The US stock market is rigged in favour of high-frequency trading (HFT) firms, which use their nanosecond advantages to extract billions of dollars from investors claims financial journalist and acclaimed author Michael Lewis.
Speaking to the CBS news programme 60 Minutes about his new book ‘Flash Boys: A Wall Street Revolt’, Lewis alleged that HFT traders are able to “front run” orders, which means they are able to buy in front of you and sell them back to you at a higher price when you want to buy.
The author, whose books include Liar’s Poker and Moneyball, said:
“This speed advantage that the faster traders have is milliseconds, some of it is fractions of milliseconds”
Front running was spotted in 2008 by Brad Katsuyama, former head trader in New York for the Royal Bank of Canada, who found that every time he looked to buy a volume of stock for a client, it would only be partially filled before the price would go up.
With the help of telecoms engineer Ronan Ryan, Katsuyama found that as his buy orders travelled along fibre-optic lines from the closest exchange to those further away, but HFT traders had access to shorter, and therefore faster, cables. This meant that the HFT traders could catch a glimpse of the buy order to one exchange, but then beat the order reaching the other exchanges, allowing them to front run the orders.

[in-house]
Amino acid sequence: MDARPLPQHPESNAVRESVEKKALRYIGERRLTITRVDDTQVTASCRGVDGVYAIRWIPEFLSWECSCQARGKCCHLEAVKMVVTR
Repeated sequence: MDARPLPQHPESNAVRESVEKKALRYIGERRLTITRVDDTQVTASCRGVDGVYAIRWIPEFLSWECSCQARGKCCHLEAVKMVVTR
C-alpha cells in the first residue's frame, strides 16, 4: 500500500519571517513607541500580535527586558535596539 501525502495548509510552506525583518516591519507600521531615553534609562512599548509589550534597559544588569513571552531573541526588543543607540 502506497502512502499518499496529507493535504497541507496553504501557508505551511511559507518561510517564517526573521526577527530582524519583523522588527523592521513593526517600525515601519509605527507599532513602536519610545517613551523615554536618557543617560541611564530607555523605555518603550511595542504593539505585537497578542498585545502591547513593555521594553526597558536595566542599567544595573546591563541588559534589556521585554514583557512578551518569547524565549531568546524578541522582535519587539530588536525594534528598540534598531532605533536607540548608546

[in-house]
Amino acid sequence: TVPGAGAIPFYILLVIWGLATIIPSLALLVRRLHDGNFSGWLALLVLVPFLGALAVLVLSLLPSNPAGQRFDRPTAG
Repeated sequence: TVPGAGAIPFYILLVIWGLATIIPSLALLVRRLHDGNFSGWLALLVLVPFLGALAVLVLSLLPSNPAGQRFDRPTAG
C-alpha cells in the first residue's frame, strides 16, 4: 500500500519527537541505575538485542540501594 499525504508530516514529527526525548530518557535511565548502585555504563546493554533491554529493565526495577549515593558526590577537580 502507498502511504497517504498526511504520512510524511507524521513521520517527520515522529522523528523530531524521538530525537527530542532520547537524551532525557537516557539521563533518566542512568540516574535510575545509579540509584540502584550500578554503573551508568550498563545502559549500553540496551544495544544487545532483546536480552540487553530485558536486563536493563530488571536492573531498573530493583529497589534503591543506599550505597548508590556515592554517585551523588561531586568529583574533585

To beat the HFC traders, Katsuyama and his team developed new software to make orders hit the furthest exchanges first, making the buy orders hit all exchanges at exactly the same moment.
Katsuyama and his team then left Bank of Canada to start a new trading platform, Investors’ Exchange (IEX), which is designed to exclude the advantages of high-frequency trading. It does this using a huge coil of 60km of wire dubbed the “magic shoebox”, which is put in between HFT firms and the exchange, essentially removing their advantage.
Explaining that the success of IEX is down to trust in the platform, Katsuyama told the programme:
“We are selling trust, we are selling transparency, and to think that trust is actually a differentiator in a service business, is actually a crazy thought, right?”